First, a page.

Federal and state government officials from the ministries of agriculture have commenced the review of policies and programmes of Nigeria’s agricultural sector to avert the looming food crisis that could arise from insecurity on farmlands.
At the Officials’ Session-Opening Ceremony of the 44th National Council on Agriculture and Rural Development, participants raised concerns on how worsening insecurity was affecting agricultural production in Nigeria.
To avert the looming food crisis that this might cause, the Permanent Secretary, Federal Ministry of Agriculture and Rural Development, Ernest Umakhihe, who declared the council opened, said the country’s agricultural policies would be reviewed.
“This provides a forum for us to review ongoing policies and programmes towards a meaningful impact on the economy of the country,” he said.
Umakhihe added, “As a responsibility at this meeting, we will effectively examine the challenges in the agricultural sector and explore best approach to sustaining food security, employment generation and wealth creation in the country.
“This process is to assess the effect of extant policies and programmes, fine-tune the existing strategies, and shape initiatives for agricultural development in the country.”
The permanent secretary, however, noted that the government was implementing the prevailing frameworks of the National Economic Sustainability Plan and the Nigerian Agricultural Technology and Innovation Plan as a strategy for food resilience and economic development.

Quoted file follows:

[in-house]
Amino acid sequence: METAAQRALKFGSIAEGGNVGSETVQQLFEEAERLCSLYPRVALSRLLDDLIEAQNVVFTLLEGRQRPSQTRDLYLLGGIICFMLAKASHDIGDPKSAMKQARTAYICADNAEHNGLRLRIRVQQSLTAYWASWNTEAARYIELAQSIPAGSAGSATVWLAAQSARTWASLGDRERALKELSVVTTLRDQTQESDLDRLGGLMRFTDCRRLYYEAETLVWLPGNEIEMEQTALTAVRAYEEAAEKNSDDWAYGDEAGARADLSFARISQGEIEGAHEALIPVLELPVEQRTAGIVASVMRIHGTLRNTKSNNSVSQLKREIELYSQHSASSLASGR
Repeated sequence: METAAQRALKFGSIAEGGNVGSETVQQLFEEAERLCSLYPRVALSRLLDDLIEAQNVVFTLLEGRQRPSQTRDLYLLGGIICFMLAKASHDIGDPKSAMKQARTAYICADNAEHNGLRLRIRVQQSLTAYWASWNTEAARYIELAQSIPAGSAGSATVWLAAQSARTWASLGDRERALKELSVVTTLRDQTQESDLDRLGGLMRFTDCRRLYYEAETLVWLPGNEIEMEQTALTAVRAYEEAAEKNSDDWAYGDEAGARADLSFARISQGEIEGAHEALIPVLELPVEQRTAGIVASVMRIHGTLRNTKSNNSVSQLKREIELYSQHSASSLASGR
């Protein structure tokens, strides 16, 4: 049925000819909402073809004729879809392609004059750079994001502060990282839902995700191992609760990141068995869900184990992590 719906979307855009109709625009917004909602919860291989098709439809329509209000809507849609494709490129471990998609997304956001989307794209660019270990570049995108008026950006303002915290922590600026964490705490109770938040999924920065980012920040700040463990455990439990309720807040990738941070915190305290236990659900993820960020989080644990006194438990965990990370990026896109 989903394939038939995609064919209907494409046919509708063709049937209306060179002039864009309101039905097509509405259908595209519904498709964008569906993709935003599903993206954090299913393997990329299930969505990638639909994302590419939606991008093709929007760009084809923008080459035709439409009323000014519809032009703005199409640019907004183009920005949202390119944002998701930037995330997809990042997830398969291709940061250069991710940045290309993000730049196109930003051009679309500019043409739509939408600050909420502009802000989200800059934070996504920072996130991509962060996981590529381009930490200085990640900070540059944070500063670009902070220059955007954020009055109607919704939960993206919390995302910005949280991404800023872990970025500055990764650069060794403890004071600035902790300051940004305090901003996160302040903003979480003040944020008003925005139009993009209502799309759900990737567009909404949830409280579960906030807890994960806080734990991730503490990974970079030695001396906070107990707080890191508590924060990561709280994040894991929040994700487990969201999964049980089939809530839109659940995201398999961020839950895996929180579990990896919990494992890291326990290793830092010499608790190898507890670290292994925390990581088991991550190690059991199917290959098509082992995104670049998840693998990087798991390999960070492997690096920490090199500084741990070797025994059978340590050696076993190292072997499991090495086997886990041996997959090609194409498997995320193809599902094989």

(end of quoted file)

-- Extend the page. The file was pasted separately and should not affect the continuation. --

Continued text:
The 44th National Council on Agriculture and Rural Development had its theme as “Nigeria’s Agriculture and Food Security in the Face of COVID-19, Floods and Insecurity”.
Also speaking during the session, the Chair on Infrastructure, Nigeria Zero Hunger Forum, Prof. Gbolagade Ayoola, wondered why there had been persistent food policy problems from one regime to another or from one administration to another.
“Why is this happening, as if we cannot learn from our own mistakes from the past to the present?” he asked.
In providing answers to the question, Ayoola observed that the state of Nigeria’s agricultural infrastructure was poor and had remained so.
He said there had been gaps in infrastructure type, stock, quantity, flow, quality and sustainability, and that the philosophy behind food security policy was wrong and had remained so.
This, he explained, was in terms of the traditional notion of food as a human need that concentrated on the supply side of food market, rather than the contemporary notion of food as a human right that should concentrate on the demand side.